According to Hannah, Christa did great, and was a pleasure to take on the trip. (In other words, Christa lived up to her part of the bargain, proving that when she persuaded, she could also come through and do as she promised, thereby making her next attempt at persuading Grandma and Grandpa easier in advance.)
The principles Christa taught all of us in this story bear review many times:
– First, ask in a way that assumes the answer you want.
– Secondly, give the person something admirable to live up to.
– Thirdly, if there is a problem, find the solution.
– Fourth, answer any objections. And…
– Fifth, live up to the promises you made, making persuasion
with that party easier the next time around.
Well done, Christa!
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Well done, Bob! Great article!
We see examples of this intuitive ability – to effectively persuade – in children all the time, and it takes great insight to break down the process, and extract lessons for us all to learn from, and apply to our own agendas 🙂
Great post, really cute. Being a father of two girls, I can relate. So I hope you don’t mind if I add to this Bob?
Its persistence. My daughter Orianna, to get her way, she doesn’t stop asking for something. Even after my wife had already said no. She goes to the other authority figure of the house, me, her father.
Her polite and repetitive saying of the word “Please”, wears me out pretty fast.
And yes, the cute smile, the pulling of the shoulder is the winning touch.
Yes, she has me wrapped around her little finger. And I wouldn’t have it any other way. At least for the most part.
Thank you, Osnat. It was a lot of fun hearing the Grandmother telling me the story, and how proud she was of her granddaughter’s intuitive skills. 🙂
Cesar, sounds like you have a couple of incredibly cute daughters. 🙂 May I suggest something that you are certainly free to ignore.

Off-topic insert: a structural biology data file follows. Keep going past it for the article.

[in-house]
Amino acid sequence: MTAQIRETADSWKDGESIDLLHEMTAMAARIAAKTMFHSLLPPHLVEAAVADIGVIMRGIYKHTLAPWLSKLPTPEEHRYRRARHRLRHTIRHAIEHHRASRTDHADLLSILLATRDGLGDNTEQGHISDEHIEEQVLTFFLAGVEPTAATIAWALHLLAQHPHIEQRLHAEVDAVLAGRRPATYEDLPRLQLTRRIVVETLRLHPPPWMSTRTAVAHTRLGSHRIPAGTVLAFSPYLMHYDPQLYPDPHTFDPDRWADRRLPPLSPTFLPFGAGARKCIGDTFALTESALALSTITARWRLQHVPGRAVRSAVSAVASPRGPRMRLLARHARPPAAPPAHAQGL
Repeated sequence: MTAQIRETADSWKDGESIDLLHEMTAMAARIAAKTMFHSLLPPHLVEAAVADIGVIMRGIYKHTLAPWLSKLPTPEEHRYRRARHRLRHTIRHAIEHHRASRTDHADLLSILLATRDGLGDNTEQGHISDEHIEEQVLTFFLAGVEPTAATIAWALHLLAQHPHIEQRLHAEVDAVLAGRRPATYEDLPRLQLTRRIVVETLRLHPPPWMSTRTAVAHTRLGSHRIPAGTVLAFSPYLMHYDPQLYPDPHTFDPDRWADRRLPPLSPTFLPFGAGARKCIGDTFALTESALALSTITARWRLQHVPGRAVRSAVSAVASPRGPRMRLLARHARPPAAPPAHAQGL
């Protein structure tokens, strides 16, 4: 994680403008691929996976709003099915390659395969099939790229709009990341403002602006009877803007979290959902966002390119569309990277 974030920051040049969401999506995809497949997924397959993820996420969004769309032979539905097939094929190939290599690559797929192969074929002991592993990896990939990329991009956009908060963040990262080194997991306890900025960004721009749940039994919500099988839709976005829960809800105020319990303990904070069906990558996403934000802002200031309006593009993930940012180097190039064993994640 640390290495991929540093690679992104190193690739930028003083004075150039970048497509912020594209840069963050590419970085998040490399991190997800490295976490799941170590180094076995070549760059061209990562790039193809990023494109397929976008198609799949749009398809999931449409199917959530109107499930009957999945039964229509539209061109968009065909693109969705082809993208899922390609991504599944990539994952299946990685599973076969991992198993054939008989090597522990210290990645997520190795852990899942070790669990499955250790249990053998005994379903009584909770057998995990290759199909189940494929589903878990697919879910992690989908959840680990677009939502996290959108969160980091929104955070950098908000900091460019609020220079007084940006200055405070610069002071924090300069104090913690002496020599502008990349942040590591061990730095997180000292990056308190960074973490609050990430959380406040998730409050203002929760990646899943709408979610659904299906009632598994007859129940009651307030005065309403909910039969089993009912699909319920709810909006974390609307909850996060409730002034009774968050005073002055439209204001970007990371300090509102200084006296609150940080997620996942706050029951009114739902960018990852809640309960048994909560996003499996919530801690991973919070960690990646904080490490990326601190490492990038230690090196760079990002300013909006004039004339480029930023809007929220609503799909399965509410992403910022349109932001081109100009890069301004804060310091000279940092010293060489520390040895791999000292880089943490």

First, please know that I personally have no children so my thought here comes from a place of ignorance and non-practical experience, thus I could be totally off-base. With that said…
I’m wondering if – perhaps – and as adorable as Orianna is, if it might be a wiser choice both for her and for your marriage (I’ve also never been married so the same disclaimer as above applies) if, after her Mom tells her “no” that you don’t overrule that, despite her persistence and the way she probably does have you wrapped around her little finger. I can only imagine how difficult it must be to say no to her. I’m just thinking that, I know that growing up, it always provided a sense of security to me to know that my Parents were a “united front” even if I didn’t necessarily agree with their decisions.
Which, of course, isn’t to say your wife’s decision couldn’t be changed, as long as your children understand that it was a “joint” decision as opposed to one Parent overruling or simply ignoring the decision of the other.
Again, please take my thoughts with the proverbial “grain of salt” knowing that I hardly qualify to provide advice in this area. 🙂
Bob – you’re always providing such great tidbits. This is a terrific story, glad you dusted it off and shared it! Here’s to your continued success, my friend!